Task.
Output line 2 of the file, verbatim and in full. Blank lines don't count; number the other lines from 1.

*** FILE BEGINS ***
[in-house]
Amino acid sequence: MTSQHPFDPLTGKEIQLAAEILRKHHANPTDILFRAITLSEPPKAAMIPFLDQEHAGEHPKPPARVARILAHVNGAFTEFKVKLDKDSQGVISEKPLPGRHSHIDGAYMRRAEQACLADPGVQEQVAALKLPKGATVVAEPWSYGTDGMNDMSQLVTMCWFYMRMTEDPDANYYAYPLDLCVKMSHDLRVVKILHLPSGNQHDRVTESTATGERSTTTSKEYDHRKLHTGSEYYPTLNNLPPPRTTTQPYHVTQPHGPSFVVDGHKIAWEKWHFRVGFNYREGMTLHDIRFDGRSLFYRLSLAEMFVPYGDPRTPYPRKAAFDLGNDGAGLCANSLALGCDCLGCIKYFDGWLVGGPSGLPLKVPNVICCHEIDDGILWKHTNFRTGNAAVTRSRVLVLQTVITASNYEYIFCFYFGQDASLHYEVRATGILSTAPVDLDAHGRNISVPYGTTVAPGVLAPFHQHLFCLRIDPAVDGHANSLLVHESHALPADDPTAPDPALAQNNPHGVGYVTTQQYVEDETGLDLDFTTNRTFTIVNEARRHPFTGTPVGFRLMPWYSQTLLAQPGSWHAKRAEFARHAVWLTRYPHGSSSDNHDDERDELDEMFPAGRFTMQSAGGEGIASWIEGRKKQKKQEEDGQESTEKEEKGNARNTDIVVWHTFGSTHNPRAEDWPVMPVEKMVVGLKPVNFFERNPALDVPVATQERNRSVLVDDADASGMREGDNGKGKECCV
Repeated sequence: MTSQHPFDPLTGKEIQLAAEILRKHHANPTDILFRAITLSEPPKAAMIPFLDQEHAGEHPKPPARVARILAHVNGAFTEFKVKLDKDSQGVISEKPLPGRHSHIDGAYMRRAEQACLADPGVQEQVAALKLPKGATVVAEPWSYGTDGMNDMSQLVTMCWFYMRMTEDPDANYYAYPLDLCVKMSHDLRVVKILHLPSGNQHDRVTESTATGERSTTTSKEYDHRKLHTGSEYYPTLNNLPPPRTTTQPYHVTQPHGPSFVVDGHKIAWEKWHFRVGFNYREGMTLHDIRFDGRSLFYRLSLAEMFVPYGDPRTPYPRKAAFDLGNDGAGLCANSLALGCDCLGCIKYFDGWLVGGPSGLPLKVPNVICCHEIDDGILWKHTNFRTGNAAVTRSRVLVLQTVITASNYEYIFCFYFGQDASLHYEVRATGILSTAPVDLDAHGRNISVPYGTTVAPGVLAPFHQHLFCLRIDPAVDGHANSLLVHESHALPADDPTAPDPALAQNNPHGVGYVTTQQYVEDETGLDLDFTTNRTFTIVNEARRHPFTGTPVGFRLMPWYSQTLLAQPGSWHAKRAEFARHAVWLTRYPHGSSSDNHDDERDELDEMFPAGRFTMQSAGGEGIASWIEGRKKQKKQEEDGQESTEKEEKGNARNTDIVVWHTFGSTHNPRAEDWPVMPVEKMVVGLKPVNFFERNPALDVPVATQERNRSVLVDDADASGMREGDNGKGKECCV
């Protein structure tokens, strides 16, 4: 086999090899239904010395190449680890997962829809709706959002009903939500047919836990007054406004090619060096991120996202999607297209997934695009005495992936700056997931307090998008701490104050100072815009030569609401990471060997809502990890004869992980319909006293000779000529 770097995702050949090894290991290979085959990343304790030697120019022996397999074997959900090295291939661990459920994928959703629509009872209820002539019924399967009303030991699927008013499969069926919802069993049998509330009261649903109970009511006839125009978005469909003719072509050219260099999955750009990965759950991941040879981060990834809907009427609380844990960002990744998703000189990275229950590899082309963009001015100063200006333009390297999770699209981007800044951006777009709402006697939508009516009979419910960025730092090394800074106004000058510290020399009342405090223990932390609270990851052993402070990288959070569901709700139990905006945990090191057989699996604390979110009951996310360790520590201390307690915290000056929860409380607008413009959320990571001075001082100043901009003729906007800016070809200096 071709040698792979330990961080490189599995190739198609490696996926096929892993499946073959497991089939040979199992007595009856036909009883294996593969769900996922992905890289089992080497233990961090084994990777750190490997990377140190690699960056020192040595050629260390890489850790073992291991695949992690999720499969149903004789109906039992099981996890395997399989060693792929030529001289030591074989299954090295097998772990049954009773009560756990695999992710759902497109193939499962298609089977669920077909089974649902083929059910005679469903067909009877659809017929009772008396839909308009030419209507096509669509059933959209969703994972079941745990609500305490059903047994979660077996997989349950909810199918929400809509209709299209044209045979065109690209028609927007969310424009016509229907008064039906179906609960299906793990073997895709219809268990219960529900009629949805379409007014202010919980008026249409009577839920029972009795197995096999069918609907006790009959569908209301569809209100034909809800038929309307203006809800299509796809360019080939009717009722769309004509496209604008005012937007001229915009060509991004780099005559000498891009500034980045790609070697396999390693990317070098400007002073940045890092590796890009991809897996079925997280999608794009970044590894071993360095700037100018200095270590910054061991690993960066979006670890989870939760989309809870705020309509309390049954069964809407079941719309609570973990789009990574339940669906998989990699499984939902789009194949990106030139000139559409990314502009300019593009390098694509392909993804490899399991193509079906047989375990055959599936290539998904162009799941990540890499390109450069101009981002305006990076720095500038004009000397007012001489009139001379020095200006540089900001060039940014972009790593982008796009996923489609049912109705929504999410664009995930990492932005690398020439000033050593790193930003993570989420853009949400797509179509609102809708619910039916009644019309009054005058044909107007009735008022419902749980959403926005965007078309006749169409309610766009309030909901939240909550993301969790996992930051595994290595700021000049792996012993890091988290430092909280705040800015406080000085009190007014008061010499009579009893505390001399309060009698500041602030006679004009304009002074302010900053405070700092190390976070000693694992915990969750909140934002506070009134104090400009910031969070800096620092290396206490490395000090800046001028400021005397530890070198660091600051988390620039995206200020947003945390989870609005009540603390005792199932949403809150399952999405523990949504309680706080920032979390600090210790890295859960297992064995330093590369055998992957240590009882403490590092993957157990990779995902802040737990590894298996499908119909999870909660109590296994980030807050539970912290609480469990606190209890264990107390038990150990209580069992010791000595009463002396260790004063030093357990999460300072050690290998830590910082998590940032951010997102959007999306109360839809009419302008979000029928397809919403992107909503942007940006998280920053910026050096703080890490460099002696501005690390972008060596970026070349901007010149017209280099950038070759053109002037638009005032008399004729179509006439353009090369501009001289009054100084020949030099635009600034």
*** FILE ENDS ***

Amino acid sequence: MTSQHPFDPLTGKEIQLAAEILRKHHANPTDILFRAITLSEPPKAAMIPFLDQEHAGEHPKPPARVARILAHVNGAFTEFKVKLDKDSQGVISEKPLPGRHSHIDGAYMRRAEQACLADPGVQEQVAALKLPKGATVVAEPWSYGTDGMNDMSQLVTMCWFYMRMTEDPDANYYAYPLDLCVKMSHDLRVVKILHLPSGNQHDRVTESTATGERSTTTSKEYDHRKLHTGSEYYPTLNNLPPPRTTTQPYHVTQPHGPSFVVDGHKIAWEKWHFRVGFNYREGMTLHDIRFDGRSLFYRLSLAEMFVPYGDPRTPYPRKAAFDLGNDGAGLCANSLALGCDCLGCIKYFDGWLVGGPSGLPLKVPNVICCHEIDDGILWKHTNFRTGNAAVTRSRVLVLQTVITASNYEYIFCFYFGQDASLHYEVRATGILSTAPVDLDAHGRNISVPYGTTVAPGVLAPFHQHLFCLRIDPAVDGHANSLLVHESHALPADDPTAPDPALAQNNPHGVGYVTTQQYVEDETGLDLDFTTNRTFTIVNEARRHPFTGTPVGFRLMPWYSQTLLAQPGSWHAKRAEFARHAVWLTRYPHGSSSDNHDDERDELDEMFPAGRFTMQSAGGEGIASWIEGRKKQKKQEEDGQESTEKEEKGNARNTDIVVWHTFGSTHNPRAEDWPVMPVEKMVVGLKPVNFFERNPALDVPVATQERNRSVLVDDADASGMREGDNGKGKECCV